WebAssembly Host Runtimes — More than just a J2EE Evolution
Collectively, our industry has a long and difficult history of re-inventing things as something that may still not solve the original problem. Those who adhere to the not invented here (NIH) philosophy are constantly re-building things as their own. All too often, we end up re-inventing the wheel as a square simply so that we can claim this new thing as our wheel.
Are we doing that with WebAssembly outside the browser? If you take only a cursory glance at some of the features of wasm host runtimes in the cloud, it might indeed seem like we’re just re-inventing J2EE.
J2EE is a specification. It is an agreement between an application and a supporting runtime that the runtime will satisfy some set of requirements. As the word “enterprise” is actually in the spec name, J2EE runtimes were designed for the enterprise. They sought to facilitate things like the creation of web services and distributed computing, and took care of things like scalability, distribution, and concurrency. J2EE is, in my opinion, very much an inspiration for modern-day workload scheduling platforms like Kubernetes.
J2EE had reference runtimes–products made by different vendors (some open source, some not) that purported to conform to the J2EE specification. The WebAssembly community has something similar to this. We have a specification called WASI that is a contract between a host runtime and a wasm file guaranteeing that certain low-level, POSIX-like system calls will be available. J2EE runtimes guaranteed that various enterprise-level services would be available.
Sandboxes and Sidecars
The first and likely most important difference between J2EE and host runtimes is that a host runtime is a true, isolated sandbox whereas J2EE is actually more akin to today’s concept of a sidecar that provides a suite of supporting, opt-in services to an application.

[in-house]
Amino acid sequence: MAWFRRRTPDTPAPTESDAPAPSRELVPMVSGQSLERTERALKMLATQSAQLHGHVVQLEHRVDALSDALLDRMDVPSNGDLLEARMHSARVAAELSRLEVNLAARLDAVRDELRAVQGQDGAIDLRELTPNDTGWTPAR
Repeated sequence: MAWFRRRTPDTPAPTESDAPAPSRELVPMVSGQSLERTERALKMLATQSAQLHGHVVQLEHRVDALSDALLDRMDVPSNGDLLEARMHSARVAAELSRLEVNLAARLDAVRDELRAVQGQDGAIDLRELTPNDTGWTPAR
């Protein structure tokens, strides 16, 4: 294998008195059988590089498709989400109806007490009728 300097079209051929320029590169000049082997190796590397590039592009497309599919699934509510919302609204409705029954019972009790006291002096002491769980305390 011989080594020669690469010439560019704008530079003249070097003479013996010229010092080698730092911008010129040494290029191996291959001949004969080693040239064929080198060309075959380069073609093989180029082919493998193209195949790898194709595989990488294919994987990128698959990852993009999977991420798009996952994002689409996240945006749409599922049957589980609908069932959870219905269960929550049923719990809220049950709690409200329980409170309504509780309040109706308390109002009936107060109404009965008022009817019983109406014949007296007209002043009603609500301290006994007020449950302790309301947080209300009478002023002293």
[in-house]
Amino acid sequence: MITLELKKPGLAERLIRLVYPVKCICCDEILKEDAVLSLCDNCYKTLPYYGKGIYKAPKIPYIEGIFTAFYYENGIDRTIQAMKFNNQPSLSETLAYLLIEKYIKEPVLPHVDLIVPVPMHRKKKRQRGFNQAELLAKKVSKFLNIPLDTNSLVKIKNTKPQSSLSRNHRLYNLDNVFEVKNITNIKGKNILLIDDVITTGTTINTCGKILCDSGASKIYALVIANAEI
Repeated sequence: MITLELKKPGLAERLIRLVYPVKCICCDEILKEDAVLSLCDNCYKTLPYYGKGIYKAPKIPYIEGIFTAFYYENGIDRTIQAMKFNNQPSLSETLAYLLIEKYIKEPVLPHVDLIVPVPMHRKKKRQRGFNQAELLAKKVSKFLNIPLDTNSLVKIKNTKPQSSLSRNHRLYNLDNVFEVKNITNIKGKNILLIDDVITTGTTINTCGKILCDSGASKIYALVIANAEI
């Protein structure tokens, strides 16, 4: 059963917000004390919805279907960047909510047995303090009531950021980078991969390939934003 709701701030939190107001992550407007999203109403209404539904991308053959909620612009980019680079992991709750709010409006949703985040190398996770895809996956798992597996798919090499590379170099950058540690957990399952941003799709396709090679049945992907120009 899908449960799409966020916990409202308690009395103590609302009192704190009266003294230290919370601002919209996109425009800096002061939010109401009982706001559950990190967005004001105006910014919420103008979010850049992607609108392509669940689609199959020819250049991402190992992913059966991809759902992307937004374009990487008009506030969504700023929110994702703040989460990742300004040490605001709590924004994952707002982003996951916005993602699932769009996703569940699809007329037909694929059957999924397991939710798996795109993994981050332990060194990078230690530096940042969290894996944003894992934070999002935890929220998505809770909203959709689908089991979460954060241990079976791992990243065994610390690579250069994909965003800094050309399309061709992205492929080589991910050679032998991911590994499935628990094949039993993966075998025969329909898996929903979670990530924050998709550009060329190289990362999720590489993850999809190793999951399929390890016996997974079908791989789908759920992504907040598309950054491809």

A J2EE runtime does not constrain(there are exceptions that vary by runtime) the applications whereas with WebAssembly, it’s physically impossible for the wasm code to do anything beyond the sandbox. Even the system-level WASI calls are imports, and as such must go through the host runtime and are only permitted at the behest of that host. I’ve seen dozens of applications running in production that made their own outbound HTTP (or message broker, database, etc) calls without going through the J2EE container, essentially circumventing the sandbox.
Security was one of the biggest motivating factors in our work to build waSCC and it’s definitely one that weighs heavily on the minds of anyone who has had to roll out newly built docker images to production because of discovered vulnerabilities, or those who have had rogue workloads scheduled into their clusters to do all kinds of nefarious things.
J2EE reference runtimes from Oracle and IBM and open source implementations all had security. In general, you had the ability to tag Java application bundles with a set of roles, granting it certain privileges or restrictions within the runtime. However, it was pretty easy to tamper with application bundles and poorly configured host runtimes were a popular attack vector.
This is precisely what runtimes like waSCC aim to fix. We can embed cryptographic signatures inside a
wasm file that can securely prove the unique identity of the module, its capabilities (in J2EE terms, that would be the roles the application is allowed), and other important metadata that not only travels with the module, but cannot be separated from it without invalidating it.
Java Bytecode vs WebAssembly Bytecode
Again, on the surface, these things look pretty similar. Both
.wasm files and
.jar files contain bytecode, which is basically a low-level format designed to be interpreted (or interpreted and then compiled into a non-portable native format).